First published in the Guardian on 16 August, 2015
Sibelius was young and intense when he wrote Kullervo, an epic amalgam of symphony and cantata that he infused with such bombastic patriotism he would later look back and cringe. “This UrFinnishness has got into my flesh and blood,” he told his future wife while working on the score and boy, does the music let it show. Kullervo himself is a Finnish folk hero who accidentally seduces his sister then goes on a killing spree that culminates with himself. The piece was a major hit when it premiered in Helsinki in 1892; now, here, the dubious eroticism and blithe violence seem plain cartoonish — but the lusty drama of the music is irresistible in a performance as exciting as this.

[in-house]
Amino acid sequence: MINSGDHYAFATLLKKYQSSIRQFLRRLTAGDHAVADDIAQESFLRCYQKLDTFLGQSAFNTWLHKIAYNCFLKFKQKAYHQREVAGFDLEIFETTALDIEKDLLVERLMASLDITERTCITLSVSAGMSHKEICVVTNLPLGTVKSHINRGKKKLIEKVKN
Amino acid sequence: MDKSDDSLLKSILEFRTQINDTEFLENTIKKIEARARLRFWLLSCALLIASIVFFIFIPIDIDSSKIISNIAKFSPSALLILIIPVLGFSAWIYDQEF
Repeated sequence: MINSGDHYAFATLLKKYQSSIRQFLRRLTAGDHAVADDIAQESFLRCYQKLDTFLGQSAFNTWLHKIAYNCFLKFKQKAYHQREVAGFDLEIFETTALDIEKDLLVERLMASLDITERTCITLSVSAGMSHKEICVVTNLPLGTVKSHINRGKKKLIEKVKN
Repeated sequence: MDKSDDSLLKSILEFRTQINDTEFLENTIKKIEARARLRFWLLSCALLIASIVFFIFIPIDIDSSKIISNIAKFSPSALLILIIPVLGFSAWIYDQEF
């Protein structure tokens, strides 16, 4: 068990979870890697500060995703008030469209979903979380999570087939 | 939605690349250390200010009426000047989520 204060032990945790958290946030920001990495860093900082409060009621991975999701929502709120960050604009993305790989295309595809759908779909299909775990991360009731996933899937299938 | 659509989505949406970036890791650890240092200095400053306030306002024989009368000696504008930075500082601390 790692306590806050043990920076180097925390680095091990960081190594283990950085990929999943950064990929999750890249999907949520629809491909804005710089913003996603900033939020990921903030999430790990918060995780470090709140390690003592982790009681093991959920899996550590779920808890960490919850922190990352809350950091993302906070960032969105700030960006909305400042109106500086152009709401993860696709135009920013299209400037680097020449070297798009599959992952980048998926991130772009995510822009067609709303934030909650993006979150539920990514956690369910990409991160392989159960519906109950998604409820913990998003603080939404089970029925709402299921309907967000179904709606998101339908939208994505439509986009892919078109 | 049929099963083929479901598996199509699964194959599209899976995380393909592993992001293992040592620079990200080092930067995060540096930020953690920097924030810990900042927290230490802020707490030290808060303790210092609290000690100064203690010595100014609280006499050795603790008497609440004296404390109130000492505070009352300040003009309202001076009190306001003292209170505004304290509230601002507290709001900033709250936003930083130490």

Edward Gardner paired operatic scale with matter-of-fact clarity for an unflinching, vigorous, at times arrestingly stark account from the Royal Scottish National Orchestra, the gents of the RSNO and Festival choruses and soloists Jukka Rasilainen and Anna Larsson. Crucially, Gardner didn’t fall for any romanticised evocations of northernness or machismo, but instead painted a harsh, lonely landscape in which Kullervo is a flawed and brutal character. The orchestral sound was rich and massive: luminous winds, blazing peals from the brass, deep and lustrous strings. The combined choirs weren’t agile but their punchy, robust delivery was a thrill. Both soloists — who were vocally well-matched despite Rasilainen being a stand-in — unleashed lines of gothic passion and thundering doom.
The concert opened with James MacMillan’s Second Percussion Concerto, written for and played with tremendous finesse by Colin Currie. Together he and Gardner unfolded inquisitive, conversational lines through orchestral blasts of shrieking, swaggering bravura, misty elegies and plaintive chorales. This was Currie’s debut at the Edinburgh International Festival; how such a superbly communicative, commanding Scottish artist has stayed away for so long is a mystery.